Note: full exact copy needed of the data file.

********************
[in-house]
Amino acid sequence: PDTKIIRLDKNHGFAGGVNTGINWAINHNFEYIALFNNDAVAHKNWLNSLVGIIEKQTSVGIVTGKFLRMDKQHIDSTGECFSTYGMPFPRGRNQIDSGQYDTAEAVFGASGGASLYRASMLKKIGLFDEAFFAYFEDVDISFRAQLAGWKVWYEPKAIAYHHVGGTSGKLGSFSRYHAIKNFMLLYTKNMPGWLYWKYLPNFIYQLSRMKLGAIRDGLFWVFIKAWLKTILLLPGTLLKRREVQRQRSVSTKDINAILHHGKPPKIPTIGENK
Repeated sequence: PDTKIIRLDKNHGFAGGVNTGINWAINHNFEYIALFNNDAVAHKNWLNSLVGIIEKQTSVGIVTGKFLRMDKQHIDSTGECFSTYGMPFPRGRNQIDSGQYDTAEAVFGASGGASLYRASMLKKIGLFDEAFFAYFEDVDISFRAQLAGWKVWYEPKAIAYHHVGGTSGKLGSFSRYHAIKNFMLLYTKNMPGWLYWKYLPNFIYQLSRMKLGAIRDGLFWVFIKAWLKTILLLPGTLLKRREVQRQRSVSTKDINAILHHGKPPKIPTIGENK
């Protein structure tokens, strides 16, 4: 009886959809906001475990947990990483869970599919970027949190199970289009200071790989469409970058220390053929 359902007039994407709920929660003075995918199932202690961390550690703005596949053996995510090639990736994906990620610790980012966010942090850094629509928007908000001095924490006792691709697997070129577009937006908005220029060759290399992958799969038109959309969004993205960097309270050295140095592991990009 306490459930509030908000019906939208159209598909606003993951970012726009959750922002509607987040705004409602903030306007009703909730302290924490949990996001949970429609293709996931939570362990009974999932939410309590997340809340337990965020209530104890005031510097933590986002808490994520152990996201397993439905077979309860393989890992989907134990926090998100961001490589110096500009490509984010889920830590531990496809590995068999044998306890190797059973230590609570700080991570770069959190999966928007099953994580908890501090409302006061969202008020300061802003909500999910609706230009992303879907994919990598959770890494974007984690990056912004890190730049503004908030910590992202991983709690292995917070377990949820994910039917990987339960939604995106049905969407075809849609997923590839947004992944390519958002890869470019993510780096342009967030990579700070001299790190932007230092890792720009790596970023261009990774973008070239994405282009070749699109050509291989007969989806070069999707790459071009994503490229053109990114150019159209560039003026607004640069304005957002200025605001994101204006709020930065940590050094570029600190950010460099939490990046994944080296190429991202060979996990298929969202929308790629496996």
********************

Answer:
[in-house]
Amino acid sequence: PDTKIIRLDKNHGFAGGVNTGINWAINHNFEYIALFNNDAVAHKNWLNSLVGIIEKQTSVGIVTGKFLRMDKQHIDSTGECFSTYGMPFPRGRNQIDSGQYDTAEAVFGASGGASLYRASMLKKIGLFDEAFFAYFEDVDISFRAQLAGWKVWYEPKAIAYHHVGGTSGKLGSFSRYHAIKNFMLLYTKNMPGWLYWKYLPNFIYQLSRMKLGAIRDGLFWVFIKAWLKTILLLPGTLLKRREVQRQRSVSTKDINAILHHGKPPKIPTIGENK
Repeated sequence: PDTKIIRLDKNHGFAGGVNTGINWAINHNFEYIALFNNDAVAHKNWLNSLVGIIEKQTSVGIVTGKFLRMDKQHIDSTGECFSTYGMPFPRGRNQIDSGQYDTAEAVFGASGGASLYRASMLKKIGLFDEAFFAYFEDVDISFRAQLAGWKVWYEPKAIAYHHVGGTSGKLGSFSRYHAIKNFMLLYTKNMPGWLYWKYLPNFIYQLSRMKLGAIRDGLFWVFIKAWLKTILLLPGTLLKRREVQRQRSVSTKDINAILHHGKPPKIPTIGENK
């Protein structure tokens, strides 16, 4: 009886959809906001475990947990990483869970599919970027949190199970289009200071790989469409970058220390053929 359902007039994407709920929660003075995918199932202690961390550690703005596949053996995510090639990736994906990620610790980012966010942090850094629509928007908000001095924490006792691709697997070129577009937006908005220029060759290399992958799969038109959309969004993205960097309270050295140095592991990009 306490459930509030908000019906939208159209598909606003993951970012726009959750922002509607987040705004409602903030306007009703909730302290924490949990996001949970429609293709996931939570362990009974999932939410309590997340809340337990965020209530104890005031510097933590986002808490994520152990996201397993439905077979309860393989890992989907134990926090998100961001490589110096500009490509984010889920830590531990496809590995068999044998306890190797059973230590609570700080991570770069959190999966928007099953994580908890501090409302006061969202008020300061802003909500999910609706230009992303879907994919990598959770890494974007984690990056912004890190730049503004908030910590992202991983709690292995917070377990949820994910039917990987339960939604995106049905969407075809849609997923590839947004992944390519958002890869470019993510780096342009967030990579700070001299790190932007230092890792720009790596970023261009990774973008070239994405282009070749699109050509291989007969989806070069999707790459071009994503490229053109990114150019159209560039003026607004640069304005957002200025605001994101204006709020930065940590050094570029600190950010460099939490990046994944080296190429991202060979996990298929969202929308790629496996």